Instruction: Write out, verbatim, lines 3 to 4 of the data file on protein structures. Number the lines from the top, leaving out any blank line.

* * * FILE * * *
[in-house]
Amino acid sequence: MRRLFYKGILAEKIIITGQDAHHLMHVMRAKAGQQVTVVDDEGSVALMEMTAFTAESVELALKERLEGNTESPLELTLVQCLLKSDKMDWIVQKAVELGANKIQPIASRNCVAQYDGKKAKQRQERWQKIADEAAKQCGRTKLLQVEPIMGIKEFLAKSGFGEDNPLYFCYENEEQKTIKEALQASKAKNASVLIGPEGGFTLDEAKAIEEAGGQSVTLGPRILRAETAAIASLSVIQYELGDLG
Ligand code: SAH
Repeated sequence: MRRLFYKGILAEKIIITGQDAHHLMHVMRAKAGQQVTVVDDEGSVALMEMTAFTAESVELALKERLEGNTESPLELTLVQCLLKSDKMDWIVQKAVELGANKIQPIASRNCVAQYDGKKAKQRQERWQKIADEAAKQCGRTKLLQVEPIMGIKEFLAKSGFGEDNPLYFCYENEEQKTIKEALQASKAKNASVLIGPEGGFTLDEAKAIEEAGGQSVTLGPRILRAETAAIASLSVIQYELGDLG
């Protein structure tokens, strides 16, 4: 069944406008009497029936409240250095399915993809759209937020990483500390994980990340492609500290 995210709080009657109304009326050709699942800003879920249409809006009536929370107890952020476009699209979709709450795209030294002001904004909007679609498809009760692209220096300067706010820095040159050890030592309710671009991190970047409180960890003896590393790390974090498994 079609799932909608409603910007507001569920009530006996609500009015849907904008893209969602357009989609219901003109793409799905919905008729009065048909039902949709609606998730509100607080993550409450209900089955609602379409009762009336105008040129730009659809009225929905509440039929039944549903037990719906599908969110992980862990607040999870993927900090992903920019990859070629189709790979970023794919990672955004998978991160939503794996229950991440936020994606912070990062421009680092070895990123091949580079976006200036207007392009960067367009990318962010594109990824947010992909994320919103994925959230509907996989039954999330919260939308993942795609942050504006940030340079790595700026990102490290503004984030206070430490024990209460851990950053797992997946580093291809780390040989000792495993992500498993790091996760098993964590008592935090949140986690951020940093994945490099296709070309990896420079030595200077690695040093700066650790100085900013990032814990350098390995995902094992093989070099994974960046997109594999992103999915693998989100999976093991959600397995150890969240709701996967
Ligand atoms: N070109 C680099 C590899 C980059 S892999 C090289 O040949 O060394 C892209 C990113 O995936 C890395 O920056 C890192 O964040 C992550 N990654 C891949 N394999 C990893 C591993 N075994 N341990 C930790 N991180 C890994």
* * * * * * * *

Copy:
Ligand code: SAH
Repeated sequence: MRRLFYKGILAEKIIITGQDAHHLMHVMRAKAGQQVTVVDDEGSVALMEMTAFTAESVELALKERLEGNTESPLELTLVQCLLKSDKMDWIVQKAVELGANKIQPIASRNCVAQYDGKKAKQRQERWQKIADEAAKQCGRTKLLQVEPIMGIKEFLAKSGFGEDNPLYFCYENEEQKTIKEALQASKAKNASVLIGPEGGFTLDEAKAIEEAGGQSVTLGPRILRAETAAIASLSVIQYELGDLG